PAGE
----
NEW YORK – New York City residents will no longer receive violations for damage caused to sidewalks by trees, Mayor Bill de Blasio announced today.
The Democrat also said that the city will ramp up sidewalk repairs under the Trees & Sidewalks program to address 5,500 priority sites over the next three years.
“We tripled funding for tree related sidewalk repair, but homeowners were still on the hook for problems they didn’t create,” de Blasio said. “As a homeowner, I know how frustrating that is. Now, if a street tree causes damage, we’re taking care of it.”
The city will stop imposing liens on one, two and three family properties that have sidewalk damage caused solely by trees planted by the city. Inspectors will still be out looking for dangerous sidewalk conditions, but the city, not the homeowner, will be responsible for fixing them if they are exclusively tree related.
The announcement was greeted with appreciation by lawmakers representing Boro Park.
Sen. Simcha Felder commended the mayor “for taking the leadership to correct a longstanding wrong that infuriated New Yorkers. Those of us who have fought these violations and fines for many years predating this administration are glad to see this arbitrary and unfair policy go.”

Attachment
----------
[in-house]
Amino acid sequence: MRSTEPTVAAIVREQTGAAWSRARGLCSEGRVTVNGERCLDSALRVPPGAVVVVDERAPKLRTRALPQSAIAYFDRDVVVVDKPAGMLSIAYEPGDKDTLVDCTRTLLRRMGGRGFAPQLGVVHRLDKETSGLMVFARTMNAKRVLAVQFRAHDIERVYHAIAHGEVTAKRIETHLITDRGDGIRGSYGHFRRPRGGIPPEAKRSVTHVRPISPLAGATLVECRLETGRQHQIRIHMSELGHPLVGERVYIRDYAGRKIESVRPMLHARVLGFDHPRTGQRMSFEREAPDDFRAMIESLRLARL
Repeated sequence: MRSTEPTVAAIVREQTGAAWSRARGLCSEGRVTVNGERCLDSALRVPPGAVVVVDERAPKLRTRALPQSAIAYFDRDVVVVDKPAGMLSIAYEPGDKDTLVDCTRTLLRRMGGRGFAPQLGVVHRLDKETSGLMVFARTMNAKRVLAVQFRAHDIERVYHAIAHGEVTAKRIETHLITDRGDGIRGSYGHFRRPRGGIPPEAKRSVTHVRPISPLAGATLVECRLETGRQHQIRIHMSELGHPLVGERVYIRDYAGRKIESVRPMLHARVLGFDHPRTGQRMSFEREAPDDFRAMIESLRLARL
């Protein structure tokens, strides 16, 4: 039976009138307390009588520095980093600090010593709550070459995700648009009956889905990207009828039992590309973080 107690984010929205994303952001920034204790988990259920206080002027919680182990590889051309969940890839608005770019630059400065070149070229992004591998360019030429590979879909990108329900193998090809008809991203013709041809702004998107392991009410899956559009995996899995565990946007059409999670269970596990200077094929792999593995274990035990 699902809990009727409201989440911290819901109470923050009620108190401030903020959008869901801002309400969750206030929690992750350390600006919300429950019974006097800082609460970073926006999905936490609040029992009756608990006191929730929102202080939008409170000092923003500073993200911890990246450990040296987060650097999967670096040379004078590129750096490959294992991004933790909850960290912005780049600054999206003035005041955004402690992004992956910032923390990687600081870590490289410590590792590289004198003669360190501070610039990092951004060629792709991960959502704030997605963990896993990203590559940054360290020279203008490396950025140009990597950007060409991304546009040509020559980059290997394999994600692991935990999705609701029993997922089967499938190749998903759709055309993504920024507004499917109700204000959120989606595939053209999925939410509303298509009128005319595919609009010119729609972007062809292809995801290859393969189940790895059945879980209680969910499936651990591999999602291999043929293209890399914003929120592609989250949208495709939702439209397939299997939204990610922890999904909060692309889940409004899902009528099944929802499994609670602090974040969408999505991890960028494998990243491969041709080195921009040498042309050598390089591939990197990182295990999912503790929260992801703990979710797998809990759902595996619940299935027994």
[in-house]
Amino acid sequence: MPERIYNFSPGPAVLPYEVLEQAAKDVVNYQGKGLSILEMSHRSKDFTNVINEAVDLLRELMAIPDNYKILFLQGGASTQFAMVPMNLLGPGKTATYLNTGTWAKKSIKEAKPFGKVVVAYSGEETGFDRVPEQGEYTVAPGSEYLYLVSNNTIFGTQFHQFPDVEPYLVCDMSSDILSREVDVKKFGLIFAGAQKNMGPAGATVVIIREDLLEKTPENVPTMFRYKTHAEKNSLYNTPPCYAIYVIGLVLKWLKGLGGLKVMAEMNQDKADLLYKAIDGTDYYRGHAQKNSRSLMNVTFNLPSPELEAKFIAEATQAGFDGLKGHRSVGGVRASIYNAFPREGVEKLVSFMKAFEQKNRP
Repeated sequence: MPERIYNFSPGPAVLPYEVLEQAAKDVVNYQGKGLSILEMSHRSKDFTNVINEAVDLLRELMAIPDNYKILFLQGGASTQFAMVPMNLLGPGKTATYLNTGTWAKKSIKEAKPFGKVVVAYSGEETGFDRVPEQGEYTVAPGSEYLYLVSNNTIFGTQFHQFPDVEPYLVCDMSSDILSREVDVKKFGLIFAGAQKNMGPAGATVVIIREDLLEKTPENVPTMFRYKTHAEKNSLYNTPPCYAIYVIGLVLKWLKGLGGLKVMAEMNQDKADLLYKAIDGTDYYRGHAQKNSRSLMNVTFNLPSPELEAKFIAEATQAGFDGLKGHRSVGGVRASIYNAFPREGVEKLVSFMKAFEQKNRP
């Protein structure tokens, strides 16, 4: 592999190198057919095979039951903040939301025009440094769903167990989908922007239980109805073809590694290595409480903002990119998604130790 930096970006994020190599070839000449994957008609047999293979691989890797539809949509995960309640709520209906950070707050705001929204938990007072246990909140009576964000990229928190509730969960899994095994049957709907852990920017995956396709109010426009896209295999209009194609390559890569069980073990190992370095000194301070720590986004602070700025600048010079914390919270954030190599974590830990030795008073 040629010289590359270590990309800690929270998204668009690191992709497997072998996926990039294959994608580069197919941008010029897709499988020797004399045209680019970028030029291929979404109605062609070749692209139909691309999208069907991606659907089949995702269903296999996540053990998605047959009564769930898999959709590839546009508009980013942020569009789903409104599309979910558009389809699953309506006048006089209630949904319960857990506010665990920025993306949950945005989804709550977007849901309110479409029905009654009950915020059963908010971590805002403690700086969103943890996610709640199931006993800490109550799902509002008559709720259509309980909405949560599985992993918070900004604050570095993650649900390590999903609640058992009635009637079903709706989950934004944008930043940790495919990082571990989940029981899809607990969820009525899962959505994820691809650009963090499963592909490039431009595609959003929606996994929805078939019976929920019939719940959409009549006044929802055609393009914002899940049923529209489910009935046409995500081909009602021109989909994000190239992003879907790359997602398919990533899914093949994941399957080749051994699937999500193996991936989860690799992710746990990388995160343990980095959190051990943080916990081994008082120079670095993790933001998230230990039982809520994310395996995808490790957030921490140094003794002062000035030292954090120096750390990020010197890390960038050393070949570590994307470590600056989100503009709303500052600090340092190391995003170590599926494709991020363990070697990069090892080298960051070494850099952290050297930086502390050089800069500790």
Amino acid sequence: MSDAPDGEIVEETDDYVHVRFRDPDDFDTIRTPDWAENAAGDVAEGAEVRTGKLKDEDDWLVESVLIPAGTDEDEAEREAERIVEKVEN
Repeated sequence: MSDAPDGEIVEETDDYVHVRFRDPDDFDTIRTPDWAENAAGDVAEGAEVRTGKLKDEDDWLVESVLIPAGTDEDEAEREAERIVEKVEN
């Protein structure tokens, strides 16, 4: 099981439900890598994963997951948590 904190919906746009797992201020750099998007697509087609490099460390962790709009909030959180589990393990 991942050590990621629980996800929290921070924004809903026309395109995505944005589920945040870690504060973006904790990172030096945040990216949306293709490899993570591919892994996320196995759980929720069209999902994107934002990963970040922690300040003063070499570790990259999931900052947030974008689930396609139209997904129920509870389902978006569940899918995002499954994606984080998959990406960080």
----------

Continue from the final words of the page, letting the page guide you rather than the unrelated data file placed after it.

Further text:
“My office has been flooded with complaints from home owners in my district who unfairly received violations for lifted sidewalks which stemmed from city owned trees,” said Assemblyman Simcha Eichenstein. “I am pleased that Mayor de Blasio and Speaker Heastie have found a resolution to this vexing issue which will take the burden off property owners in this city. Finally resolving this issue is a boon for homeowners across the city.”
The mayor said that the department of transportation will review the 50,000 existing notices of violation to determine which were caused exclusively by street trees and cancel the lien for any that meets the criteria. If the homeowner of the qualifying property is selling or refinancing their home, the City will expedite this re- evaluation.
The Bloomberg administration began the Parks’ Department “Trees & Sidewalks” program in 2005 to benefit homeowners of one to three family homes by repairing severely damaged sidewalks impacted by street tree growth.